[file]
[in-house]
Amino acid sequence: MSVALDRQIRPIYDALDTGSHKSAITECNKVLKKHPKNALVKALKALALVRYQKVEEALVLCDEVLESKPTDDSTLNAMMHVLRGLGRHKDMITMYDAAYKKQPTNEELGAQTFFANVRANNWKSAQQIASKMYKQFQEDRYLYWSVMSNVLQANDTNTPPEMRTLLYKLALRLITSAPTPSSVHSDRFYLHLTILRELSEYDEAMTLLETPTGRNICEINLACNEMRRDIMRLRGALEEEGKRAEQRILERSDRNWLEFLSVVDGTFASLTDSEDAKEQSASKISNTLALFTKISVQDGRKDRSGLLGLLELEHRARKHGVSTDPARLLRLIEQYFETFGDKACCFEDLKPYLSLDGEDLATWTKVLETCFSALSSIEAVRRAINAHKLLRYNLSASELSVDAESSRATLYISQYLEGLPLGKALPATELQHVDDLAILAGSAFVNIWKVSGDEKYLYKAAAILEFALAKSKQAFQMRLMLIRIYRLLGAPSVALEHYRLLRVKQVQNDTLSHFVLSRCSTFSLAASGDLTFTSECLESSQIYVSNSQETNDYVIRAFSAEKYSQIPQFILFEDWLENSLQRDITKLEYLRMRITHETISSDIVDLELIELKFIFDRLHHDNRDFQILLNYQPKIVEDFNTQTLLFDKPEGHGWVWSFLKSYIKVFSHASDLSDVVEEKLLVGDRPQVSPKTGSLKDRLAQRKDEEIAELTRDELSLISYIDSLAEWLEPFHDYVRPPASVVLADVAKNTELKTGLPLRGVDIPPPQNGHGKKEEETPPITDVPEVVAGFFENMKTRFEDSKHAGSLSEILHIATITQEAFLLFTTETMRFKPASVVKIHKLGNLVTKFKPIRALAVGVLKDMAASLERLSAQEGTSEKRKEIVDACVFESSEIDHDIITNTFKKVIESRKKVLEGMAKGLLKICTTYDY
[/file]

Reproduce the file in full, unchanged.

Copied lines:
[in-house]
Amino acid sequence: MSVALDRQIRPIYDALDTGSHKSAITECNKVLKKHPKNALVKALKALALVRYQKVEEALVLCDEVLESKPTDDSTLNAMMHVLRGLGRHKDMITMYDAAYKKQPTNEELGAQTFFANVRANNWKSAQQIASKMYKQFQEDRYLYWSVMSNVLQANDTNTPPEMRTLLYKLALRLITSAPTPSSVHSDRFYLHLTILRELSEYDEAMTLLETPTGRNICEINLACNEMRRDIMRLRGALEEEGKRAEQRILERSDRNWLEFLSVVDGTFASLTDSEDAKEQSASKISNTLALFTKISVQDGRKDRSGLLGLLELEHRARKHGVSTDPARLLRLIEQYFETFGDKACCFEDLKPYLSLDGEDLATWTKVLETCFSALSSIEAVRRAINAHKLLRYNLSASELSVDAESSRATLYISQYLEGLPLGKALPATELQHVDDLAILAGSAFVNIWKVSGDEKYLYKAAAILEFALAKSKQAFQMRLMLIRIYRLLGAPSVALEHYRLLRVKQVQNDTLSHFVLSRCSTFSLAASGDLTFTSECLESSQIYVSNSQETNDYVIRAFSAEKYSQIPQFILFEDWLENSLQRDITKLEYLRMRITHETISSDIVDLELIELKFIFDRLHHDNRDFQILLNYQPKIVEDFNTQTLLFDKPEGHGWVWSFLKSYIKVFSHASDLSDVVEEKLLVGDRPQVSPKTGSLKDRLAQRKDEEIAELTRDELSLISYIDSLAEWLEPFHDYVRPPASVVLADVAKNTELKTGLPLRGVDIPPPQNGHGKKEEETPPITDVPEVVAGFFENMKTRFEDSKHAGSLSEILHIATITQEAFLLFTTETMRFKPASVVKIHKLGNLVTKFKPIRALAVGVLKDMAASLERLSAQEGTSEKRKEIVDACVFESSEIDHDIITNTFKKVIESRKKVLEGMAKGLLKICTTYDY